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Old January 18th, 2013, 09:14 AM   #107

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I never trust such generalization where Hitler or Stalin or for the matter any one individual is made out to be the sole decision maker in any sense, this was never the case but excuses to hide one's own failures.
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Old January 18th, 2013, 10:00 AM   #108
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Quote:
Originally Posted by Iron1 View Post
Rommel's "legend" morphed into that of another of the "Good Nazi's" (a la Speer), blown out of all proportion during the Cold War period (to suit the PR needs of the West) when it came time to rearm the FRG in the mid-50's.

My two cents...Rommel fans may not share this viewpoint.
The Rommel "legend" started in Africa as the British generals would be way behind the lines often hundreds of miles so giving orders and Rommel would be on the front not just leading the charge, but meeting with captured Allied troops and on at least two recorded occasions when he felt like it he would see a unit of British 8th Army troops and would decide with only his driver and in the second recorded case one or two others with armed Allied soldiers just to chat and exchange stuff.

Quote:
In the summer of 1941, two groups of German and British soldiers met deep in the Libyan desert. Instead of shooting at each other, the enemies chatted and exchanged cigarettes before going their separate ways. What made the encounter all the more remarkable was that Erwin Rommel, the German commander in North Africa, was among them.

Mr Schneider, now 86, said: "The common soldiers did not act out of hate. When we met the English soldiers in the desert that time, we were far, far from anywhere. There was no reason to shoot. We swapped cigarettes and I talked with the English officers.

The extent to which the ferocity of a war fought by young men has been replaced by comradeship among former enemies was underlined this weekend when Mr Schneider met five former Desert Rats, including an ambulance driver who accidentally drove into a German tank position while it was being inspected by Rommel and was promptly sent back to his lines by the field marshal with Mr Schneider at his side.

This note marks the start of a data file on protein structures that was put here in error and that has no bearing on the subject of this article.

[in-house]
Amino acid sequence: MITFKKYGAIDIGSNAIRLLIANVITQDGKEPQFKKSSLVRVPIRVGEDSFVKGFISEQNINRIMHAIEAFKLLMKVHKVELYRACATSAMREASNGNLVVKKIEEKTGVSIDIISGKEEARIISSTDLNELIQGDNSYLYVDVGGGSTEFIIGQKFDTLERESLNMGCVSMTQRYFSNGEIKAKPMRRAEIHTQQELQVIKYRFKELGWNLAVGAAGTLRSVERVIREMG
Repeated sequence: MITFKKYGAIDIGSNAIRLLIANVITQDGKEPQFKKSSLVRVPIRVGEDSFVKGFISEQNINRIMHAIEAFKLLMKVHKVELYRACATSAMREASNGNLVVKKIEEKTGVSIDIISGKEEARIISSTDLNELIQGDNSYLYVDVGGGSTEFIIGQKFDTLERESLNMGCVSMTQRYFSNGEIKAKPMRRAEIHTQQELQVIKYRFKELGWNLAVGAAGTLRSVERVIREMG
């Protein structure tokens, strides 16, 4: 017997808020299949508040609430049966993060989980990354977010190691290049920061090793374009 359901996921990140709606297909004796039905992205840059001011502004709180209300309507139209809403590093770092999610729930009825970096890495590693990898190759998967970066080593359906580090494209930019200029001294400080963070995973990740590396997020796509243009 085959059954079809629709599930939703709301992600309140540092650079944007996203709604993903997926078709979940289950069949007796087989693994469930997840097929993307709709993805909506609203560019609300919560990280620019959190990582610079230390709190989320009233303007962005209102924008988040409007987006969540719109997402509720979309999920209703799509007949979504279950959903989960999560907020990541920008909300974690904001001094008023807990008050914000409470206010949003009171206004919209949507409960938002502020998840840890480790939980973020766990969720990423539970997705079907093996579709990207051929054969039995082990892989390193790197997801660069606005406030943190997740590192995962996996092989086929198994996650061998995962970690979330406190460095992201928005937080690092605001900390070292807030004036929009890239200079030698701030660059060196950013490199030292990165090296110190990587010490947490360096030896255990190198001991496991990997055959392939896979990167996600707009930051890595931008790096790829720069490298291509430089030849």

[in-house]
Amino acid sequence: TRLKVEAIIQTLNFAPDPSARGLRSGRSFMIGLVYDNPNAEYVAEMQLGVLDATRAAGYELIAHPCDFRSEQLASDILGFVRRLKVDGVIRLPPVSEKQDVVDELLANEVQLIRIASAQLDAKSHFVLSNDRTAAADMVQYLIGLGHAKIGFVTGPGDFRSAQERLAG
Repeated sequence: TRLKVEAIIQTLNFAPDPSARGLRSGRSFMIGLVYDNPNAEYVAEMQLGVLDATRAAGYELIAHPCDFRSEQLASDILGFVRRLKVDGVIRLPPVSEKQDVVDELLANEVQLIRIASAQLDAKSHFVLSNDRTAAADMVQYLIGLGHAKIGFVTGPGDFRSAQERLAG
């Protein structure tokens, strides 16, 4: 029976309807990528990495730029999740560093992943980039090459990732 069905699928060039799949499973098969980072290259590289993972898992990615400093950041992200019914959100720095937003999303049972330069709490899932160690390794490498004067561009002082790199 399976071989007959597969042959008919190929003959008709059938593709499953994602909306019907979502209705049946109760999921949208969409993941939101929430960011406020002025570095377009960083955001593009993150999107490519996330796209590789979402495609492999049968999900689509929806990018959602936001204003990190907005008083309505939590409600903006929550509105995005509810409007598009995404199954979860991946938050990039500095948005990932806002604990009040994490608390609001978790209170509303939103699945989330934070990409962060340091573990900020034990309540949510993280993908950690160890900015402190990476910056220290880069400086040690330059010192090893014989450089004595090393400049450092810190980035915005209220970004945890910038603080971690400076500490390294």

"We are now friends, very good friends," he said. "I was once a German soldier and they were English soldiers but now we find it difficult to understand why we had to fight against each other. Rommel was always first a soldier. We did not forget that we were fighting fellow human beings." Mr Schneider said: "I was one of Rommel's drivers. I was chosen because I knew English and could operate their equipment.

Mr Schneider said: "When the propaganda photographs were taken of our unit, they would drape Swastika flags over the vehicles. When the cameramen went away, Rommel would order the Swastikas to be taken away. He didn't like Nazi insignia and took it off. He said, 'I am a German soldier'."

Rudolf Schneider: 'I was Rommel's driver' - News - People - The Independent
He was looked upto even more when word got back to the Allied troops that he burned Hitler's orders to execute Jewish POWs as well as their Commandos.

Rommel was one of the 12 recipients of Hitler's infamous, illegal Commando Order issued on 18th October 1942. This order to senior commanders ordered the immediate execution of all Allied Commando troops irrespective of circumstances of combat or capture. On receipt of the order Rommel called his Staff Officers together and invited them to each individually read the order. He then took it and instructed them that under no circumstances was this order ever to be put into effect by men under his command, he then burnt the order in front of them commenting as he did so - "And thus, in such a fashion is infamy dealt with".

At the same time he would allow the Anglo-American press great access to him and because the ordinary Allied troops looked up to him and he was so nice to the press lets just say they spread the word around the world that this was an honorable and chivalrous general willing to stand up to Hitler's ulgy orders and fight a clean war without hate as he called it.

Churchill and Rommel both did favors for each other during the war. Churchill called him a great and chivalrous general and Rommel who his son said by 1942 came to like Churchill much more then his own leadership helped Churchill hide some of his more massive military screw ups. Like the mission to kill or capture Rommel was done by the son of Admiral of the Fleet Lord Keyes and it was a terribly planned raid that as a recient documentary showed ended with friendly fire killing the Admiral's son. Rommel knew how big a screw up it was, but instead called it a brilliant operation to the press and held a full military funeral for these brave warriors in his words. He was thus giving political cover to Churchill for a massive screw up that cost the life of the son of one of Churchill's close friends and one of the most important person in England at the time.

The name Desert Fox was actually not something German soldiers came up for him. He was mainly known as Daredevil by his men because he would always be at the front and would do things other generals would consider insane like meet with the enemy during the war and not in a POW camp. However, he did called Allied soldiers Desert Rats for the tunnels they would make under the desert and the Allies thus came up the name the Desert Fox for him.